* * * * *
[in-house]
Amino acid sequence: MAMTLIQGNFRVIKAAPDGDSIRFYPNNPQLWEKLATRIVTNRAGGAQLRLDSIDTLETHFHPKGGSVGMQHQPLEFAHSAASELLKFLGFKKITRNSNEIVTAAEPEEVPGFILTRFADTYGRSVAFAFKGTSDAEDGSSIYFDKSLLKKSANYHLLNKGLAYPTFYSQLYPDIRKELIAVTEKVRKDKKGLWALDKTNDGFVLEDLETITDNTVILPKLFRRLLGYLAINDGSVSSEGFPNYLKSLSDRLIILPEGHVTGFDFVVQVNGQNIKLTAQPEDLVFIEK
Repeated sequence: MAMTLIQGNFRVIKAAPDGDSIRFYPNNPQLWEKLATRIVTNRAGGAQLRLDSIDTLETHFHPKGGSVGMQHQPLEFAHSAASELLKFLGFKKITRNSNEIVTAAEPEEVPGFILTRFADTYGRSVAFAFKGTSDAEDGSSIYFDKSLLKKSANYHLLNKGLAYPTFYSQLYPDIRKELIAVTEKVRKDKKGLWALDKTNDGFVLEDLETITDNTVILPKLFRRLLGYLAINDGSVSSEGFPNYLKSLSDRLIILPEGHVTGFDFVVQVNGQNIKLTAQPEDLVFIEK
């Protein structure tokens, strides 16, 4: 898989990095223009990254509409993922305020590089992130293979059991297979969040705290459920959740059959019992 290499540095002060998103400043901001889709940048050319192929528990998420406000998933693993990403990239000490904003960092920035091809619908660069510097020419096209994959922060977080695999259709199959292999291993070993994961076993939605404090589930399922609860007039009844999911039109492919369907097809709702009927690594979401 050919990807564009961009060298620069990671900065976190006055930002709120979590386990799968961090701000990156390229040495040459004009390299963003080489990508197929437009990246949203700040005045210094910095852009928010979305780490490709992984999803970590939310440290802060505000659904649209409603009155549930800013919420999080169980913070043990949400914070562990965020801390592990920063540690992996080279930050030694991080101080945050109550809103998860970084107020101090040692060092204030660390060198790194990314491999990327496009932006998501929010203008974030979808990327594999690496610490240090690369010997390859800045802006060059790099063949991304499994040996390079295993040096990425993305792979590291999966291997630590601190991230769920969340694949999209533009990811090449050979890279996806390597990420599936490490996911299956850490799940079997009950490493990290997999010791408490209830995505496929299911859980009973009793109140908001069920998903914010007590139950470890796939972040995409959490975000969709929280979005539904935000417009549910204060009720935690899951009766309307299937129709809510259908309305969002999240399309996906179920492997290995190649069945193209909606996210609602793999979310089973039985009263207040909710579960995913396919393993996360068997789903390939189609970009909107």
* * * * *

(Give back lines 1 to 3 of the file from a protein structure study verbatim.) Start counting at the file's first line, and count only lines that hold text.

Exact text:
[in-house]
Amino acid sequence: MAMTLIQGNFRVIKAAPDGDSIRFYPNNPQLWEKLATRIVTNRAGGAQLRLDSIDTLETHFHPKGGSVGMQHQPLEFAHSAASELLKFLGFKKITRNSNEIVTAAEPEEVPGFILTRFADTYGRSVAFAFKGTSDAEDGSSIYFDKSLLKKSANYHLLNKGLAYPTFYSQLYPDIRKELIAVTEKVRKDKKGLWALDKTNDGFVLEDLETITDNTVILPKLFRRLLGYLAINDGSVSSEGFPNYLKSLSDRLIILPEGHVTGFDFVVQVNGQNIKLTAQPEDLVFIEK
Repeated sequence: MAMTLIQGNFRVIKAAPDGDSIRFYPNNPQLWEKLATRIVTNRAGGAQLRLDSIDTLETHFHPKGGSVGMQHQPLEFAHSAASELLKFLGFKKITRNSNEIVTAAEPEEVPGFILTRFADTYGRSVAFAFKGTSDAEDGSSIYFDKSLLKKSANYHLLNKGLAYPTFYSQLYPDIRKELIAVTEKVRKDKKGLWALDKTNDGFVLEDLETITDNTVILPKLFRRLLGYLAINDGSVSSEGFPNYLKSLSDRLIILPEGHVTGFDFVVQVNGQNIKLTAQPEDLVFIEK